Four Georgia Militia Suspects Plead Not Guilty to Terror Attack Plot Charges
ATLANTA – Four suspected members of a Georgia militia charged with plotting attacks with toxins and explosives against government officials pleaded not guilty Wednesday to federal charges.
The four men entered their pleas at a bond hearing at a federal courthouse in north Georgia. Prosecutors say the men talked of assassinating U.S. Attorney General and former U.S. Rep. Cynthia McKinney, as well as other officials. The men had stockpiled 52 guns and 30,000 rounds of ammunition, including bullets meant for sniper rifles at the home of Frederick Thomas, prosecutors said.
Prosecutors have accused the 73-year-old Thomas and 67-year-old Dan Roberts of conspiring to obtain an explosive and possessing an unregistered silencer. Authorities also charged 55-year-old Ray Adams and 68-year-old Samuel Crump with conspiring and attempting to make ricin, a biological toxin that can be lethal in small doses. If convicted, they could face more than a decade in prison.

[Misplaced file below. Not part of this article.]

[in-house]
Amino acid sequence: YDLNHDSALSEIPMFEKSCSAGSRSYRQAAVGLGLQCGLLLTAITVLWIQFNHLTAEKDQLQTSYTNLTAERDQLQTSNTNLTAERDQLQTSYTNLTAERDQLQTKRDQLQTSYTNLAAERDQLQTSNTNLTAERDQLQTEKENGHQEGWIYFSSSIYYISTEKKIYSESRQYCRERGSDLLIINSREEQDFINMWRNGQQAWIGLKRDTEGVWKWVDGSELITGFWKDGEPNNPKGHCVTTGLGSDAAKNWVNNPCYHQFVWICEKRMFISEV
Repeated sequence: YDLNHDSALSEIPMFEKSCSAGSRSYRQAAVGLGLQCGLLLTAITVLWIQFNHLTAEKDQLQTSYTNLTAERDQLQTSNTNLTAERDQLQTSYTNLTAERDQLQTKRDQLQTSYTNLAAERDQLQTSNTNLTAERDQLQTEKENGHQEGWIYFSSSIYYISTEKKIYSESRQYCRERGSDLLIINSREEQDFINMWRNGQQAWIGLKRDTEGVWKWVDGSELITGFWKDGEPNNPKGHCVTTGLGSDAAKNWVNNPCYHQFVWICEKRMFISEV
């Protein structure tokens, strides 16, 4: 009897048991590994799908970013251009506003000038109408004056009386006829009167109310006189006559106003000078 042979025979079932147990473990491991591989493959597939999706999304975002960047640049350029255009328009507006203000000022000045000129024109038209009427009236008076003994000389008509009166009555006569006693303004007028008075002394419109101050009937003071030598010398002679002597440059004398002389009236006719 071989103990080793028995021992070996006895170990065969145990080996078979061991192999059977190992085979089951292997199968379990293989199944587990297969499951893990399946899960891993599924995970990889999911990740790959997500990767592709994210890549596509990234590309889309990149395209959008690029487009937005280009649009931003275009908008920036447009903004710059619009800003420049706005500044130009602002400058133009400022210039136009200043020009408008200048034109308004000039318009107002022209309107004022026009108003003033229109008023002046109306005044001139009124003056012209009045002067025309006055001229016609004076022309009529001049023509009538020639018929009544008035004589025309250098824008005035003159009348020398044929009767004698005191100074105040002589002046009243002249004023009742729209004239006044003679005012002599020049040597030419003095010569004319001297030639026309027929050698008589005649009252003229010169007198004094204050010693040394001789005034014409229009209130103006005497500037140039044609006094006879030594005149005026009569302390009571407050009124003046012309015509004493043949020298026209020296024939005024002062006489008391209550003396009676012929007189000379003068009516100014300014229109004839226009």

Defense attorneys argued that the four men are too old and infirm to carry out such ambitious attacks. Thomas is a great-grandfather and suffers from a host of illnesses, including back pain, heart disease and emphysema, said lawyer Jeff Ertel.
Thomas' wife of 51 years, Charlotte, testified that her husband, a Navy veteran, would never harm the government.
"He loves his country," she said. "He's the most patriotic man I've ever met."
Prosecutors dismissed claims that the men are too old to have executed the alleged plot.
"Age is not a barrier to the crimes these defendants are charged with," prosecutor Robert McBurney said. The men, he told the judge, "can pull a trigger just as easily as you or I can."
The four allegedly boasted of a "bucket list" of government officials who needed to be "taken out"; talked about scattering ricin from a plane or a car speeding down a highway past major U.S. cities; and scouted IRS and ATF offices, with one man saying, "We'd have to blow the whole building like Timothy McVeigh," a reference to the man executed for bombing a federal building in Oklahoma City in 1995.
Federal investigators said they had them under surveillance for at least seven months, infiltrating their meetings at a Waffle House, homes and other places, before finally arresting them last week. The arrests came just days after authorities say they discovered evidence they were trying to extract ricin from castor beans.